But recognition is far from Boorman's mind at his rural farmhouse. On one recent day as he read through his irrigation charts and graphs, his eyebrows shot up and his eyes grew big.
"The refrigeration is not on," he said.
"That's a problem."
He muttered that the cooling system in the potato shed, which had a capacity of 14,000 tons, appeared to have been off for about three and a half hours. It was a big deal for a crop that must remain cool to be fresh for market.
Boorman began using his new irrigation management system about four years ago when the three-county Ground Water Management Area organization offered farmers financial help installing it.
It was in 1997 when Boorman started worrying that he worked too much. The demands of his farm meant he hardly ever saw his kids, who now range from 10 to 23. So he hired someone to help him irrigate, which is one of many labor-intensive tasks on the farm.
That year, Boorman took off on a trip to Africa with a daughter, not worrying at all. On his return, he learned the irrigation was fine, but disease had ravaged his crops.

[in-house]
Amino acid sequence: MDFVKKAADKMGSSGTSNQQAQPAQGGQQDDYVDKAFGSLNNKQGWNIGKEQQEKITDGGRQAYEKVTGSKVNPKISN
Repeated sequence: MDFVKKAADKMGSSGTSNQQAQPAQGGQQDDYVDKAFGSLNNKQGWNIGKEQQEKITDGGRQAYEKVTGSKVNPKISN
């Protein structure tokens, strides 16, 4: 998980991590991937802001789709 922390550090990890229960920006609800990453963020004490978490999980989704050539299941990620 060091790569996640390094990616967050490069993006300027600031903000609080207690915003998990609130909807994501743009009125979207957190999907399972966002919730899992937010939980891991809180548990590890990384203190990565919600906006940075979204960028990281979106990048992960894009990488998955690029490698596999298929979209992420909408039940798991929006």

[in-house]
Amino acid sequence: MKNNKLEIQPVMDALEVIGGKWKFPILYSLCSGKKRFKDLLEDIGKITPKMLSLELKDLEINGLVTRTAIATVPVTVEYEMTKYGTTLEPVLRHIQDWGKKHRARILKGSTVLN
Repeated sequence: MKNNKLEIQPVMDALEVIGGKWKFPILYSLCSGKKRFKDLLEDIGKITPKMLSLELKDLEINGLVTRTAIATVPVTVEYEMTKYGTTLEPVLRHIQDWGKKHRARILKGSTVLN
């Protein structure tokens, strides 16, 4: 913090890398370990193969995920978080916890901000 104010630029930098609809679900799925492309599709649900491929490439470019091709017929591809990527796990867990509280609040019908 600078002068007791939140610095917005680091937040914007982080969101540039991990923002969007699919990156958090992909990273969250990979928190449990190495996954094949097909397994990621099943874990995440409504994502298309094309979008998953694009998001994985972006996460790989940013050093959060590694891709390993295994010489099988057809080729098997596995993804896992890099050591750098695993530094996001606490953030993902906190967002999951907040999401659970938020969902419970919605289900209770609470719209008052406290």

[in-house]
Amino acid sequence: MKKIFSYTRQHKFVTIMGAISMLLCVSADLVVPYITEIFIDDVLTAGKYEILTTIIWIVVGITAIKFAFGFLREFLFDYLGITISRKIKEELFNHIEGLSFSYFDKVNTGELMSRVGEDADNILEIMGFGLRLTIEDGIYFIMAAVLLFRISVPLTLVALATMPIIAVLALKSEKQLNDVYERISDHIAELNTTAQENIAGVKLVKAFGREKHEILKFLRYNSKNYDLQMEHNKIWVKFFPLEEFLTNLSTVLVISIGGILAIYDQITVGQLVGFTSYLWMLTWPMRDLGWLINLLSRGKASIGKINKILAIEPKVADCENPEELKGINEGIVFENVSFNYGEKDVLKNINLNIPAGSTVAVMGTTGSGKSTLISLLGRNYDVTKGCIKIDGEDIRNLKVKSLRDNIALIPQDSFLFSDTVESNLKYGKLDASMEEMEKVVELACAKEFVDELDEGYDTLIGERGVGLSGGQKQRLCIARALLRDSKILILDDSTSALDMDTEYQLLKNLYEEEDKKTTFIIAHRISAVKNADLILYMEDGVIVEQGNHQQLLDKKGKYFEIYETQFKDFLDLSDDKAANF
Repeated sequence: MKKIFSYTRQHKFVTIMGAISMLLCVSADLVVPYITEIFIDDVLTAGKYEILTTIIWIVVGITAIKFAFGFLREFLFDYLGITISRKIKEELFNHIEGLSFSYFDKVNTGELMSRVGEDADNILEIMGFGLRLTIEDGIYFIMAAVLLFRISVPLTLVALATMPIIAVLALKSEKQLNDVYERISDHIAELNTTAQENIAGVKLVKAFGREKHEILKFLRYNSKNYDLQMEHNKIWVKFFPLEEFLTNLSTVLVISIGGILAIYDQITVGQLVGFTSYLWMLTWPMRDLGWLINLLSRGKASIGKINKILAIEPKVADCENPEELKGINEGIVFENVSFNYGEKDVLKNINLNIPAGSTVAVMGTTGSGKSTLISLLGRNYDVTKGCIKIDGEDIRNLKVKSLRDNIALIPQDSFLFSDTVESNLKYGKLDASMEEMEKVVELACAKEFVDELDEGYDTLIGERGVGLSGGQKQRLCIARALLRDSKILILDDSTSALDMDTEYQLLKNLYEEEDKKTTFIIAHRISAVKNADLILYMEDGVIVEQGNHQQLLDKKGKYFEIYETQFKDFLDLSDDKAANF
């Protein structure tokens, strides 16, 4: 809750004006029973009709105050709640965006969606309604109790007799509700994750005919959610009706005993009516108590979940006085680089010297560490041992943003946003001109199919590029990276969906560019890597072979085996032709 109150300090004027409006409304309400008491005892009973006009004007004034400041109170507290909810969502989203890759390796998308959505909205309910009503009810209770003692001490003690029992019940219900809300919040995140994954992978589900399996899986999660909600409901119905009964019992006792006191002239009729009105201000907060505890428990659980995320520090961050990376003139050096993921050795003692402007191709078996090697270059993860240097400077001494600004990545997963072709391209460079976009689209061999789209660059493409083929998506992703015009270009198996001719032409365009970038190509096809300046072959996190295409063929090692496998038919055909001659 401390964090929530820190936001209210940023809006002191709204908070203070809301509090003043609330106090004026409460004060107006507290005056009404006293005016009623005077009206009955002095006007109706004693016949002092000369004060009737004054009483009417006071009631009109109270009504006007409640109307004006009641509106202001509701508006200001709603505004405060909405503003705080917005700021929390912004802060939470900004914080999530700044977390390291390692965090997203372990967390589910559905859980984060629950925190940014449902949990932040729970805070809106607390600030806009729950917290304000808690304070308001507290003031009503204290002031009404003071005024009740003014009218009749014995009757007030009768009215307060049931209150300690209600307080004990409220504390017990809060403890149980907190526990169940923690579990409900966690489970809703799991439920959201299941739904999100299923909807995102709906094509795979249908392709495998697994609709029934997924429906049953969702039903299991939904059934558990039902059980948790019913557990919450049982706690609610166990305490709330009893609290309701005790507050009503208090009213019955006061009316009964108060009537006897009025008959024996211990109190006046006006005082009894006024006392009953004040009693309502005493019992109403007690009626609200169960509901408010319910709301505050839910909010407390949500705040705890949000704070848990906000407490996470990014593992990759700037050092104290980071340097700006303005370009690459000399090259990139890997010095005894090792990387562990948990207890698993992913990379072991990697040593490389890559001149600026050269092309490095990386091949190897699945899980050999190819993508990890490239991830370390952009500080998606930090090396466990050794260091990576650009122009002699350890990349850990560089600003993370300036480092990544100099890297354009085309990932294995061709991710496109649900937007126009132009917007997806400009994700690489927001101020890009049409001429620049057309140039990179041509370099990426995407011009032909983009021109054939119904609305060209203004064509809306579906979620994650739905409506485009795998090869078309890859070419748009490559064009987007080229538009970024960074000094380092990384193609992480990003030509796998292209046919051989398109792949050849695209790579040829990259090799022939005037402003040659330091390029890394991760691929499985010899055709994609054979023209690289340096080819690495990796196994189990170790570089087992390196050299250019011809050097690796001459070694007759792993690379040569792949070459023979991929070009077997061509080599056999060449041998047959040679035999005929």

Boorman, who is always experimenting with new gadgets and methods, decided to test the new technology in 1999 when GWMA had money available to help install the technology.
GWMA was formed in 1998 to stave off federal intervention in Franklin, Adams and Grant counties. Federal agencies had discovered high nitrate levels throughout the Columbia Basin, and local groups were anxious to avoid federal regulations expected to roll in if something wasn't done.
GWMA's primary mission is nitrate reduction, and its cornerstone irrigation water management. Too much water draws fertilizer deep into the soil and into the water table where it feeds ground water pollution. The Basin's nitrate pollution began with overwatering farming practices of the 1950s and '60s. The new conservation system pinpoints exactly how much water a field needs, preventing excess water from traveling beyond the root zone.
The new system won state regulators approval.